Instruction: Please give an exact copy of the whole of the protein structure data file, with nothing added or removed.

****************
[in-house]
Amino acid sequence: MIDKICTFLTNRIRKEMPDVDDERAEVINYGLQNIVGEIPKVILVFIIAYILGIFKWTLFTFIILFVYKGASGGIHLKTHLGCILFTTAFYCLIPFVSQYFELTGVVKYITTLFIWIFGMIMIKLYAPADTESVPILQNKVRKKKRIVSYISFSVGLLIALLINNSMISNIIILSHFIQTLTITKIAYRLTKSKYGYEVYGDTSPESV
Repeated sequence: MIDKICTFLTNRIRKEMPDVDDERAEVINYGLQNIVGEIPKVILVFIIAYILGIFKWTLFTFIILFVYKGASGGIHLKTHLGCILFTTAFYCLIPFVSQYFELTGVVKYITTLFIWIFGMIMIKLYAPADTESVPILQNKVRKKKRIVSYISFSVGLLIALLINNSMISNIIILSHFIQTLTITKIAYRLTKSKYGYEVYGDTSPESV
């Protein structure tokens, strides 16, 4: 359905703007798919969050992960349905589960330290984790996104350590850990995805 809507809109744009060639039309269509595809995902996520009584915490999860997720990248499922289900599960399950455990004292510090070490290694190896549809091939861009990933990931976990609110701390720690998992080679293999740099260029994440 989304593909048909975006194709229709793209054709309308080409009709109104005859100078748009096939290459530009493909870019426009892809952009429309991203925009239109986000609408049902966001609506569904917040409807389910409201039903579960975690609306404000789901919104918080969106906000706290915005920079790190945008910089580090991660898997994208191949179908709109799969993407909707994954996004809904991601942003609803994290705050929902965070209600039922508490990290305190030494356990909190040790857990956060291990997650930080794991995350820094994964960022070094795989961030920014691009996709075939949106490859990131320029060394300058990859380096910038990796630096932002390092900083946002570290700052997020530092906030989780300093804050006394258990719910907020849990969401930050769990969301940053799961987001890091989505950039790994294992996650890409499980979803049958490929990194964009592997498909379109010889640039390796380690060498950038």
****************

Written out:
[in-house]
Amino acid sequence: MIDKICTFLTNRIRKEMPDVDDERAEVINYGLQNIVGEIPKVILVFIIAYILGIFKWTLFTFIILFVYKGASGGIHLKTHLGCILFTTAFYCLIPFVSQYFELTGVVKYITTLFIWIFGMIMIKLYAPADTESVPILQNKVRKKKRIVSYISFSVGLLIALLINNSMISNIIILSHFIQTLTITKIAYRLTKSKYGYEVYGDTSPESV
Repeated sequence: MIDKICTFLTNRIRKEMPDVDDERAEVINYGLQNIVGEIPKVILVFIIAYILGIFKWTLFTFIILFVYKGASGGIHLKTHLGCILFTTAFYCLIPFVSQYFELTGVVKYITTLFIWIFGMIMIKLYAPADTESVPILQNKVRKKKRIVSYISFSVGLLIALLINNSMISNIIILSHFIQTLTITKIAYRLTKSKYGYEVYGDTSPESV
């Protein structure tokens, strides 16, 4: 359905703007798919969050992960349905589960330290984790996104350590850990995805 809507809109744009060639039309269509595809995902996520009584915490999860997720990248499922289900599960399950455990004292510090070490290694190896549809091939861009990933990931976990609110701390720690998992080679293999740099260029994440 989304593909048909975006194709229709793209054709309308080409009709109104005859100078748009096939290459530009493909870019426009892809952009429309991203925009239109986000609408049902966001609506569904917040409807389910409201039903579960975690609306404000789901919104918080969106906000706290915005920079790190945008910089580090991660898997994208191949179908709109799969993407909707994954996004809904991601942003609803994290705050929902965070209600039922508490990290305190030494356990909190040790857990956060291990997650930080794991995350820094994964960022070094795989961030920014691009996709075939949106490859990131320029060394300058990859380096910038990796630096932002390092900083946002570290700052997020530092906030989780300093804050006394258990719910907020849990969401930050769990969301940053799961987001890091989505950039790994294992996650890409499980979803049958490929990194964009592997498909379109010889640039390796380690060498950038």